The best of all worlds, however, is to conduct an onsite audit when using an overseas fabricator and follow the questions above. A major aspect of such an audit is determining a fabricator’s process strengths, capabilities, capacity issues and outsourcing practices, especially for production PWBs at offshore locations like China and Taiwan. Some fabricators are known for outsourcing large numbers of processes.

When a process subcontractor is used, extra care should be taken to maintain and verify board quality from that supplier. For instance, if process after process is subcontracted without intermediate checks and balances in the middle, errors introduced at early stages could be magnified during latter stages of fabrication. When multiple fabrication processes are subcontracted, so many personnel are involved that it is virtually impossible to detect root causes of such problems. Plus, in most cases, none of the several subcontractors will assume responsibility for problems.

Therefore, it’s important to have process-oriented controls and checks and balances, as well as disciplined corrective actions. Process traceability is critical for locating and correcting even the most difficult problems as well. Take, for example, a short between power and ground planes in a 16-layer board. Unless proper process traceability is in place, it is difficult to identify and correct the problem, especially if the board has been assembled.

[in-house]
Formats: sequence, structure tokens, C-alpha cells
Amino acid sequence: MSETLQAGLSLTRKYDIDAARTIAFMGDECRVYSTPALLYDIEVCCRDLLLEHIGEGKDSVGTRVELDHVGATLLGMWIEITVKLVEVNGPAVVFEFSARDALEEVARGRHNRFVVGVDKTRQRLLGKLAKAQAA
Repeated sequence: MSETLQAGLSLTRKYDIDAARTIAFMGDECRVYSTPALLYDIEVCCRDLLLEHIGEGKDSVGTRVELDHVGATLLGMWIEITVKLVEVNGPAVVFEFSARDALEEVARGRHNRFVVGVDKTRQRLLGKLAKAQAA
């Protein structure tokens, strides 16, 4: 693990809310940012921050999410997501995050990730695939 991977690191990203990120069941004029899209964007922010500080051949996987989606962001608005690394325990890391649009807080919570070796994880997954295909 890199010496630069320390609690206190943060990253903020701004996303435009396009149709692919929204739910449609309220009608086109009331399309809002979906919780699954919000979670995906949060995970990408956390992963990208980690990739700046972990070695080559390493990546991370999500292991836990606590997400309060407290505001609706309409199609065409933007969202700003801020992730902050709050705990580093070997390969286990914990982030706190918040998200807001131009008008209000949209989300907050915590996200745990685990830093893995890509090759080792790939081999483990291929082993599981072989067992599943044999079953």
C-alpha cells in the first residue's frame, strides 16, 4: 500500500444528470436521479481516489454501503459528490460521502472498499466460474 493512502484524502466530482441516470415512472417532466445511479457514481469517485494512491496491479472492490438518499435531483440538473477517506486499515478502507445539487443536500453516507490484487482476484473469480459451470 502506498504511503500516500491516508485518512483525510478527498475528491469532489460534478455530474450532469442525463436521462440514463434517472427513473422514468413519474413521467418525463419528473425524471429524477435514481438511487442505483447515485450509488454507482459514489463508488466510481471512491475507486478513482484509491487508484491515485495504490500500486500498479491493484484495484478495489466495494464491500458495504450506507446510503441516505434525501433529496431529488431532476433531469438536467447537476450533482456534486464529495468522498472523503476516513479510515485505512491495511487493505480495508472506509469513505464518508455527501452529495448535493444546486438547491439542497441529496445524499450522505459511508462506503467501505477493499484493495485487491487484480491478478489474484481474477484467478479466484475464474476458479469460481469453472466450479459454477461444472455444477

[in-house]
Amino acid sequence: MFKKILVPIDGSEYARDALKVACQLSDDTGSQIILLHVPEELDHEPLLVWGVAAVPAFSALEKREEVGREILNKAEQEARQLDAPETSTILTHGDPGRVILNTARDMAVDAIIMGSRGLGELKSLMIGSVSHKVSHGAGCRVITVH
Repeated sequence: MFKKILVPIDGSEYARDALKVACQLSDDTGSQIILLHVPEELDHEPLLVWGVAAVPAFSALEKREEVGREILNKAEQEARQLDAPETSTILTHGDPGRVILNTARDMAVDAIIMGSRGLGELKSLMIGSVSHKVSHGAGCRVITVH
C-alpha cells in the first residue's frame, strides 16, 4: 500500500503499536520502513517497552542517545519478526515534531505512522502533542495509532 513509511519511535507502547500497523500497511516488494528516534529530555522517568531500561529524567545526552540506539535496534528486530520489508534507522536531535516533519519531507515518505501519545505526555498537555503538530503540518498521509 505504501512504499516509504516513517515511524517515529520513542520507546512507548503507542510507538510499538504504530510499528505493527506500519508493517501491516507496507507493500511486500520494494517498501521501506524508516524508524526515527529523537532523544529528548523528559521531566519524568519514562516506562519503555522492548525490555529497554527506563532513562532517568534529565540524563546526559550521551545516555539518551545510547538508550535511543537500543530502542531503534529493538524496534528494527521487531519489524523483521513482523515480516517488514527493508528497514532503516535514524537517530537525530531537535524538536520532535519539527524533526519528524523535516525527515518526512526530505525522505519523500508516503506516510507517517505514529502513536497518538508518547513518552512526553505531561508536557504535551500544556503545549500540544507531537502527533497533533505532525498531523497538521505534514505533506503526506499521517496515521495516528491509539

In situations like this, an inordinate amount of time and money is spent because assembled components add a layer of complexity to problem identification, testing and debugging. On the other hand, such issues would have been easier – and less expensive – to troubleshoot provided advanced AOI had been deployed. Advanced AOI can be used to locate opens, shorts and registration issues when innerlayers are constructed during fabrication. For example, when equipment used to print silkscreen on a board is not calibrated, it can result in creating a non-conductive paste or covering on a surface mount pad, creating a current blockage (Figure 2).